By Ken Bastida

SAN FRANCISCO (CBS 5) – Two hundred years ago, California streams were the perfect spawning grounds for hundreds of thousands of wild salmon every year. In this Good Question: What has caused the Northern California salmon population to dwindle?

ANSWER: According to John Rosenfield, President of the group Salmon-Aid, many of California’s rivers and streams can no longer support spawning for wild salmon.

This is due in part to severe water restricting dams that have affected the flow of enough water to support spawning grounds and the overuse of pumping in the Delta. As a result, wild salmon populations have declined more than 90 percent in the past 40 years.

(© CBS Broadcasting Inc. All Rights Reserved. This material may not be published, broadcast, rewritten or redistributed.)

Comments (16)
  1. Karen L. Auguste says:

    There was a typo on the on-screen question — it was “Why are there less dalmon…?

  2. Sid in San Jose says:

    Blame it on the commercial fishermen and the Central Calif. farmers who each have affected salmon populations. Rather than harvesting salmon, ocean fishermen have clear-cut by catching so many for commercial sales. The farmers just are greedy and want more and more water diverted while polluting the streams with their pesticides.

  3. Daryl says:

    Look commerciat fishing has been going on for years and there is little impact in regards to there take as commercial salmon license are restricted to only so many liceses being issued. It really comes down to decreased flows that provide enough cool oxygenated water as well as ocean conditions that have not been favorable over the last few years. The two situations hit at the same time these devastating conditions will effect this natural resource, which is what we are currently faced with. Good waterflows equal healthy fish populations.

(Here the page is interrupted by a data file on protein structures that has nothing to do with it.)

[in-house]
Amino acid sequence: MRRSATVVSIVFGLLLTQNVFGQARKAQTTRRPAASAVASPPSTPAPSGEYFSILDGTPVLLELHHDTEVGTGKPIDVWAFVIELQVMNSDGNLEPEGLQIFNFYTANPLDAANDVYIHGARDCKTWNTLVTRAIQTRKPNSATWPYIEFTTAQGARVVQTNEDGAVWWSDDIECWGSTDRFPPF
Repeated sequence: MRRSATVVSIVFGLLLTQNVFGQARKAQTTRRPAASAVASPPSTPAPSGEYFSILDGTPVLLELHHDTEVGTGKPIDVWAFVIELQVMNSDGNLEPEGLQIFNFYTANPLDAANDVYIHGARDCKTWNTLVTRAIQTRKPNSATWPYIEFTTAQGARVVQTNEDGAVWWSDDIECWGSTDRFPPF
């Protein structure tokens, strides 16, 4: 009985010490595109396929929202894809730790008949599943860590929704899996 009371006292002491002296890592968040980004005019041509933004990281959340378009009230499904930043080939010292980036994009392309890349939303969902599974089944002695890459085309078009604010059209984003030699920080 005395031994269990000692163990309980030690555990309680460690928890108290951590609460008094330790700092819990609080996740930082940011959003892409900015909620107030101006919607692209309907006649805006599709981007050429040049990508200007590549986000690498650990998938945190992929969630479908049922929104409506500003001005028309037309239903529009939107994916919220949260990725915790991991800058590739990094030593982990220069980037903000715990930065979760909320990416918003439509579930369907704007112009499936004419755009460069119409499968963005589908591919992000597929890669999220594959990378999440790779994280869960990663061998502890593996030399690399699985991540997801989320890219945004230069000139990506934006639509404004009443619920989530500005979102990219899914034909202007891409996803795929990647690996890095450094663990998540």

4. cosmo254 says:

    Why should so much water be diverted to the farmers when many turn around and sell large portions of their water out of state. Why do northern Californians need to conserve water every summer when they see southern Californians wasting water refilling swimming pools and washing down driveways?

  5. pj says:

    I agree with Daryl 100%. The problem today is greedy agricultural giants growing subsidized crops (farm bill) with subsidized water and cosmo254 is correct when he says they often turn around and sell that water to developers for millions in profit. But the historical problem is the 1300 dams that have a chokehold on the Sierra Nevada and spawning grounds.

  6. James says:

    Until the utilities, farmers and the politicians get out of bed together you won’t see any sustainable flows, ideas and or fish;-(

  7. jane says:

    how is this a good question? it’s not news salmon is being consumed faster than it can procreate. duh

    1. Jonathan Rosenfield says:

      It’s a “good question” because your answer (which many people reflexively believe) is not correct. Commercial fishing in California has been closed almost completely for the past three years, yet fish numbers continue to decline. Our salmon are disappearing because we export so much water from the river to agribusinesses, killing juvenile fish in the process. Also, dams in the upper rivers release hot water (heated in the reservoir behind the dams) onto the developing salmon eggs.